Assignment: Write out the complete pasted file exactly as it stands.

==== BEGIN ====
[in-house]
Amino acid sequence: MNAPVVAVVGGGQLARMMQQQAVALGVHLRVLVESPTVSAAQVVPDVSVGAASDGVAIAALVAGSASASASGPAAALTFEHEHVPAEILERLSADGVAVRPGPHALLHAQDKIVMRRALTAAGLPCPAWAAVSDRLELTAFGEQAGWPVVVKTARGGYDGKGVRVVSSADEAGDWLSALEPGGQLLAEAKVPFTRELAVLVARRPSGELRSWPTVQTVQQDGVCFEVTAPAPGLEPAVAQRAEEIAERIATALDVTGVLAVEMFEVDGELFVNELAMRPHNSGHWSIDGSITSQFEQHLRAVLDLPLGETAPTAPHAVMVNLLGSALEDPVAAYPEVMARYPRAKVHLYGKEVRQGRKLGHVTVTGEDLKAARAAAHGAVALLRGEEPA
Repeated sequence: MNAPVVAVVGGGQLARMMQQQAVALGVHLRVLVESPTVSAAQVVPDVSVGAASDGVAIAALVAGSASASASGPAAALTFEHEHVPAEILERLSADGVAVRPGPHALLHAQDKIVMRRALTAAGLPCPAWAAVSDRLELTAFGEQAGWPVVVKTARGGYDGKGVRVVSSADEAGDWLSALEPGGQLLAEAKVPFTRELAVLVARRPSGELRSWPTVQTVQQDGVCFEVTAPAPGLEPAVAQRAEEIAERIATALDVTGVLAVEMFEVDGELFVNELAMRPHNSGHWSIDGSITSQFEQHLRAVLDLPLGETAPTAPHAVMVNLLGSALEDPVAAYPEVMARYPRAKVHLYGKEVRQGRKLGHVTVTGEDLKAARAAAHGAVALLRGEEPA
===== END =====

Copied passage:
[in-house]
Amino acid sequence: MNAPVVAVVGGGQLARMMQQQAVALGVHLRVLVESPTVSAAQVVPDVSVGAASDGVAIAALVAGSASASASGPAAALTFEHEHVPAEILERLSADGVAVRPGPHALLHAQDKIVMRRALTAAGLPCPAWAAVSDRLELTAFGEQAGWPVVVKTARGGYDGKGVRVVSSADEAGDWLSALEPGGQLLAEAKVPFTRELAVLVARRPSGELRSWPTVQTVQQDGVCFEVTAPAPGLEPAVAQRAEEIAERIATALDVTGVLAVEMFEVDGELFVNELAMRPHNSGHWSIDGSITSQFEQHLRAVLDLPLGETAPTAPHAVMVNLLGSALEDPVAAYPEVMARYPRAKVHLYGKEVRQGRKLGHVTVTGEDLKAARAAAHGAVALLRGEEPA
Repeated sequence: MNAPVVAVVGGGQLARMMQQQAVALGVHLRVLVESPTVSAAQVVPDVSVGAASDGVAIAALVAGSASASASGPAAALTFEHEHVPAEILERLSADGVAVRPGPHALLHAQDKIVMRRALTAAGLPCPAWAAVSDRLELTAFGEQAGWPVVVKTARGGYDGKGVRVVSSADEAGDWLSALEPGGQLLAEAKVPFTRELAVLVARRPSGELRSWPTVQTVQQDGVCFEVTAPAPGLEPAVAQRAEEIAERIATALDVTGVLAVEMFEVDGELFVNELAMRPHNSGHWSIDGSITSQFEQHLRAVLDLPLGETAPTAPHAVMVNLLGSALEDPVAAYPEVMARYPRAKVHLYGKEVRQGRKLGHVTVTGEDLKAARAAAHGAVALLRGEEPA